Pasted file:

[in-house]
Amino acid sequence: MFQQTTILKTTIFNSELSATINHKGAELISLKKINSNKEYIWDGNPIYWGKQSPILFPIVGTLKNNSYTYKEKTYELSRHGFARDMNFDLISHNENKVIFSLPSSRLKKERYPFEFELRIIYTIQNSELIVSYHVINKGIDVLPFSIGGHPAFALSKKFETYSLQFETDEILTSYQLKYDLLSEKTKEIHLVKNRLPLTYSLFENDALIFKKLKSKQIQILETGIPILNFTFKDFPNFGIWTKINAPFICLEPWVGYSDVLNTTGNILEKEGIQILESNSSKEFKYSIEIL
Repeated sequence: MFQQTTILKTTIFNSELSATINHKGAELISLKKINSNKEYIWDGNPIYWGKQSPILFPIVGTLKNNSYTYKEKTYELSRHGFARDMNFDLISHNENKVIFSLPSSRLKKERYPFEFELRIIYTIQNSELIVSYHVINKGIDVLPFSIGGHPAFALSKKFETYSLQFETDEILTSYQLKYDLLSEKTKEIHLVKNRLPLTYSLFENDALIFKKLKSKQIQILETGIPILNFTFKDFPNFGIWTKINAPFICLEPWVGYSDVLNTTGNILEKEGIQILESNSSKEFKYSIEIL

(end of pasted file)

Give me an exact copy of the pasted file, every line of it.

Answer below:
[in-house]
Amino acid sequence: MFQQTTILKTTIFNSELSATINHKGAELISLKKINSNKEYIWDGNPIYWGKQSPILFPIVGTLKNNSYTYKEKTYELSRHGFARDMNFDLISHNENKVIFSLPSSRLKKERYPFEFELRIIYTIQNSELIVSYHVINKGIDVLPFSIGGHPAFALSKKFETYSLQFETDEILTSYQLKYDLLSEKTKEIHLVKNRLPLTYSLFENDALIFKKLKSKQIQILETGIPILNFTFKDFPNFGIWTKINAPFICLEPWVGYSDVLNTTGNILEKEGIQILESNSSKEFKYSIEIL
Repeated sequence: MFQQTTILKTTIFNSELSATINHKGAELISLKKINSNKEYIWDGNPIYWGKQSPILFPIVGTLKNNSYTYKEKTYELSRHGFARDMNFDLISHNENKVIFSLPSSRLKKERYPFEFELRIIYTIQNSELIVSYHVINKGIDVLPFSIGGHPAFALSKKFETYSLQFETDEILTSYQLKYDLLSEKTKEIHLVKNRLPLTYSLFENDALIFKKLKSKQIQILETGIPILNFTFKDFPNFGIWTKINAPFICLEPWVGYSDVLNTTGNILEKEGIQILESNSSKEFKYSIEIL